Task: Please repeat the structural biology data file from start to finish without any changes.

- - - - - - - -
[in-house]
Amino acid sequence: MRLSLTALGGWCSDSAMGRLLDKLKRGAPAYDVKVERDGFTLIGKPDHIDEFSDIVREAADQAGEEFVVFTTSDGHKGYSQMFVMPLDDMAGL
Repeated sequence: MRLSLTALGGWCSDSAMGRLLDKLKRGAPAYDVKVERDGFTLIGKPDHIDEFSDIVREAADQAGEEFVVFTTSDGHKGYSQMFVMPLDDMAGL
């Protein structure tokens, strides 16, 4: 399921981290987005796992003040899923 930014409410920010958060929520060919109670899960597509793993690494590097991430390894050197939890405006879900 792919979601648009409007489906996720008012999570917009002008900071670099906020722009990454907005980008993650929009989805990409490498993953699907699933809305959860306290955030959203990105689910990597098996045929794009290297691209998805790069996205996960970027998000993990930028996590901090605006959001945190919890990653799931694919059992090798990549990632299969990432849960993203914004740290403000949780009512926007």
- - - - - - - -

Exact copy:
[in-house]
Amino acid sequence: MRLSLTALGGWCSDSAMGRLLDKLKRGAPAYDVKVERDGFTLIGKPDHIDEFSDIVREAADQAGEEFVVFTTSDGHKGYSQMFVMPLDDMAGL
Repeated sequence: MRLSLTALGGWCSDSAMGRLLDKLKRGAPAYDVKVERDGFTLIGKPDHIDEFSDIVREAADQAGEEFVVFTTSDGHKGYSQMFVMPLDDMAGL
């Protein structure tokens, strides 16, 4: 399921981290987005796992003040899923 930014409410920010958060929520060919109670899960597509793993690494590097991430390894050197939890405006879900 792919979601648009409007489906996720008012999570917009002008900071670099906020722009990454907005980008993650929009989805990409490498993953699907699933809305959860306290955030959203990105689910990597098996045929794009290297691209998805790069996205996960970027998000993990930028996590901090605006959001945190919890990653799931694919059992090798990549990632299969990432849960993203914004740290403000949780009512926007």